The Melicks of Oldwick - Tewksbury's first family of farming
by Maude Kenyon
as printed in General Store magazine, Autumn 2001
How many of us can say we are tenth generation Americans, and that we live in the same town and farm the same land that our ancestors settled nearly three hundred years ago? The children of George and Norma Melick can, and they're rightfully proud of it.
At a time when high land prices, low profits, drought and crop devastation by deer have led so many farmers to sell their land to developers, George and his family consistently turn profits. What's their secret? They have always kept up with the times, and still do.
You've no doubt seen their name spelled many different ways, but no matter how you spell it, it is a name that is a part of local history. According to George, "all of my ancestors in this country were born, baptized, married, and buried within five miles of Oldwick."
His first direct ancestor to reside in this country was Johan Peter Moelich, who arrived with his brothers Johannes and Gottfried sometime between 1725 and 1735 and settled in Hunterdon County. The son of Wilhelm Moelich, Johan and his brothers came to America with the German Palatines - German Protestants who were persecuted because of their religious beliefs. One group fled to Holland. Well treated there, they decided to go to the Dutch settlement in the new world, New Amsterdam (now New York City). Their ship foundered near Philadelphia and they set out for New Amsterdam on foot. When they saw the rolling hills of Bedminster and Tewksbury, many decided to settle. The Moelich brothers were among them.
The boys followed their father's way and were farmers and tanners. Gottfried went on to settle in Warren County. Johannes, who arrived here with wife Mariah, and children Aaron, Andrew, Fanny, and Maria Catherine had a tannery north of Far Hills. By 1751 he had saved enough to buy 367 acres of forest at $6.45 an acre. The property, which stretched from the North Branch of the Raritan River to Peapack Brook, included all of what was known as Lesser Crossroads, today Bedminster Village.
Many years later in 1889, descendent Andrew Mellick, Jr., in his book, The Story of an Old Farm, wrote that while building their stone house in 1752, "Mariah carried mortar balanced on her head to the masons at work on the walls." And he added, "137 years later the mortar is as solid and impervious as the stones between which it lies. They used lime in the mortar and, even today, in tearing down old stonework, the stones are apt to break before the mortar." The house on Old Dutch Road in Bedminster Township became well known through the book.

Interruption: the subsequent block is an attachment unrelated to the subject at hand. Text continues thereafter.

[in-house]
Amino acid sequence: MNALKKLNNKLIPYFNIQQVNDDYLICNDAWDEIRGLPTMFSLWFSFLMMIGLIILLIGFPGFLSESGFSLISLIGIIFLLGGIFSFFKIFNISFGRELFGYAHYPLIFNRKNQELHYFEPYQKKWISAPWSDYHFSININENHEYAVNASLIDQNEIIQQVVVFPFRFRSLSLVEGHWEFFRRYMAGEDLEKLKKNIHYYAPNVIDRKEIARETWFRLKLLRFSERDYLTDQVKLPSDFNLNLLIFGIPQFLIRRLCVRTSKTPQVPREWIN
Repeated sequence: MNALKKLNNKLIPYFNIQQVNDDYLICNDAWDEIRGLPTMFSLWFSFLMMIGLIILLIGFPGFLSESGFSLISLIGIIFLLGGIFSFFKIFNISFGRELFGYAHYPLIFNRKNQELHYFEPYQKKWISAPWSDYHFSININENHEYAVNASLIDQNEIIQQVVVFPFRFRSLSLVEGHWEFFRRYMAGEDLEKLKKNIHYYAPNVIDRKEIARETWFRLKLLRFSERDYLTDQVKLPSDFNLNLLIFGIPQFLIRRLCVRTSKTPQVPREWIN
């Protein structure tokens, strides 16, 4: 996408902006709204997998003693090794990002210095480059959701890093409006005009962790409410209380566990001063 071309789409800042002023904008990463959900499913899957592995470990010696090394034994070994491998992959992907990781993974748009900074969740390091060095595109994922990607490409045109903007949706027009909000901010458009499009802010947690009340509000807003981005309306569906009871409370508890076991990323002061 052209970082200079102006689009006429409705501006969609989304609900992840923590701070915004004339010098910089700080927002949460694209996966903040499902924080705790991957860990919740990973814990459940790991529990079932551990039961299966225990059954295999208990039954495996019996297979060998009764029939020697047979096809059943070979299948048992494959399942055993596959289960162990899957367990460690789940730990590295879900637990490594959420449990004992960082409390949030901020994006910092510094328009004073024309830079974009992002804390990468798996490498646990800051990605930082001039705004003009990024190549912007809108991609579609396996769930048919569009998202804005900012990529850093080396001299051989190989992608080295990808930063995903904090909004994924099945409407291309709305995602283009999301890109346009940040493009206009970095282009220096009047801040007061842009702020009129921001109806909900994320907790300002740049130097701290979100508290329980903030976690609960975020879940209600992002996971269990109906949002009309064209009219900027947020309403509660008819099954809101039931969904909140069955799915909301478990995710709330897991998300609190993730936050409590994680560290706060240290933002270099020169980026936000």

In 1786, Johannes Moelich's son, Aaron, built the Bedminster Tavern, now Willie's Taverne, for his son John, who had recently returned from serving in the Revolutionary War. The tavern remained in the family for more than a century, and was sold in 1889 to Willie Howard. Local Celebrities made it their gathering place, and even held cockfights there.
The name acquired three different spellings. In those days the people in charge of registering land titles and other legal documents spelled names as they sounded. The Bedminster branch became Mellick, the Tewksbury branch Melick, and a few spelled it Malick. George Melick quips, "Drew Mellick and his son Roger live in Tewksbury and are descendants of Johannes. There's a standing joke in the Melick family that the Mellicks had enough money to afford 2 'l's' in their name."
Johan Peter's son, Tunis Melick, had a mill in Whitehouse and later moved to New Germantown (now Oldwick), where he built a mill east of town. He served as Hunterdon County Freeholder for eighteen years from 1776 to 1794. "Tunis' son, Peter Melick, had five sons," George explains. "John V. Melick is one of them. He, too, had five sons including my ancestor, John V. Melick, Jr., who worked for farmer John Craig on Oldwick's King Street. He later married Craig's only child, Margaretta. When Mr. Craig died, the young couple inherited the farm. They had a daughter and two sons, including Walter, my grandfather.
After his father died, Walter bought out his brother and sister and became owner of family farm of 165 acres. He married Mary Van Sickle of Lebanon and had three sons, and served as Republican Committeeman of Tewksbury Township.
One of his sons was George B. Melick, George's father, who married Florence Rinehart. In 1938 they bought the present family home, and later the adjoining Martens farm. In the family tradition of community service, George, Sr. served as a volunteer fireman with the Oldwick Fire Company, and was president when he died. He was also a member of the Tewksbury Township School Board and of the first North Hunterdon Regional High School Board of Education.